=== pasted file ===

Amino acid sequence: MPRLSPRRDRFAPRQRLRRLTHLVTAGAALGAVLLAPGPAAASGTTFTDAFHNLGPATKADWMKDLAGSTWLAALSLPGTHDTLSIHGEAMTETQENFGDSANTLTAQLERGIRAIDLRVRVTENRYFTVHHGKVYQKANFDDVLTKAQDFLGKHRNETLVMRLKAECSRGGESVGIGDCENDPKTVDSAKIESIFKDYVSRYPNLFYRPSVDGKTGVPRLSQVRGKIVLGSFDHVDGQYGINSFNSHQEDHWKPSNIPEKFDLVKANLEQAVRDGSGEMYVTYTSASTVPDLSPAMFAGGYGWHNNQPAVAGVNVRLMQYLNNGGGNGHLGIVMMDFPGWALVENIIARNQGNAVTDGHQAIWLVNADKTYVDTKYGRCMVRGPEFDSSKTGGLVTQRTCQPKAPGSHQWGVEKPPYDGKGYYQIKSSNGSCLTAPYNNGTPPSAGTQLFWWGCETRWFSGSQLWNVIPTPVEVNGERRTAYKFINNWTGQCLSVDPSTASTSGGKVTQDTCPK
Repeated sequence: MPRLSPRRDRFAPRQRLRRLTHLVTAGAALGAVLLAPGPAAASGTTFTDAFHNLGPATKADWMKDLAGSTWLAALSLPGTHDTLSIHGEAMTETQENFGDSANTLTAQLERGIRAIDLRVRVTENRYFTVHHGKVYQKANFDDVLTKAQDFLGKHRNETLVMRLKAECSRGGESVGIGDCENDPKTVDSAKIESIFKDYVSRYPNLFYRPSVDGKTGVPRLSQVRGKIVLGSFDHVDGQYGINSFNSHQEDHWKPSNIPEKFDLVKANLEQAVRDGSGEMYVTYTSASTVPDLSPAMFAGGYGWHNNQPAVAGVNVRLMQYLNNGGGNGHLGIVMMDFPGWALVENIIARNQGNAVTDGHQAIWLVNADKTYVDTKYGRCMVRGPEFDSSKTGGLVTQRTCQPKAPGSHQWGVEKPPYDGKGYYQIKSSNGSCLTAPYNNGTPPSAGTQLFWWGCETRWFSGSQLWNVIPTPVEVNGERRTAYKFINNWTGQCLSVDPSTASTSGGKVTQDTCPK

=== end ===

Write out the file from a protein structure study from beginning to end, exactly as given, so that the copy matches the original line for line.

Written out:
Amino acid sequence: MPRLSPRRDRFAPRQRLRRLTHLVTAGAALGAVLLAPGPAAASGTTFTDAFHNLGPATKADWMKDLAGSTWLAALSLPGTHDTLSIHGEAMTETQENFGDSANTLTAQLERGIRAIDLRVRVTENRYFTVHHGKVYQKANFDDVLTKAQDFLGKHRNETLVMRLKAECSRGGESVGIGDCENDPKTVDSAKIESIFKDYVSRYPNLFYRPSVDGKTGVPRLSQVRGKIVLGSFDHVDGQYGINSFNSHQEDHWKPSNIPEKFDLVKANLEQAVRDGSGEMYVTYTSASTVPDLSPAMFAGGYGWHNNQPAVAGVNVRLMQYLNNGGGNGHLGIVMMDFPGWALVENIIARNQGNAVTDGHQAIWLVNADKTYVDTKYGRCMVRGPEFDSSKTGGLVTQRTCQPKAPGSHQWGVEKPPYDGKGYYQIKSSNGSCLTAPYNNGTPPSAGTQLFWWGCETRWFSGSQLWNVIPTPVEVNGERRTAYKFINNWTGQCLSVDPSTASTSGGKVTQDTCPK
Repeated sequence: MPRLSPRRDRFAPRQRLRRLTHLVTAGAALGAVLLAPGPAAASGTTFTDAFHNLGPATKADWMKDLAGSTWLAALSLPGTHDTLSIHGEAMTETQENFGDSANTLTAQLERGIRAIDLRVRVTENRYFTVHHGKVYQKANFDDVLTKAQDFLGKHRNETLVMRLKAECSRGGESVGIGDCENDPKTVDSAKIESIFKDYVSRYPNLFYRPSVDGKTGVPRLSQVRGKIVLGSFDHVDGQYGINSFNSHQEDHWKPSNIPEKFDLVKANLEQAVRDGSGEMYVTYTSASTVPDLSPAMFAGGYGWHNNQPAVAGVNVRLMQYLNNGGGNGHLGIVMMDFPGWALVENIIARNQGNAVTDGHQAIWLVNADKTYVDTKYGRCMVRGPEFDSSKTGGLVTQRTCQPKAPGSHQWGVEKPPYDGKGYYQIKSSNGSCLTAPYNNGTPPSAGTQLFWWGCETRWFSGSQLWNVIPTPVEVNGERRTAYKFINNWTGQCLSVDPSTASTSGGKVTQDTCPK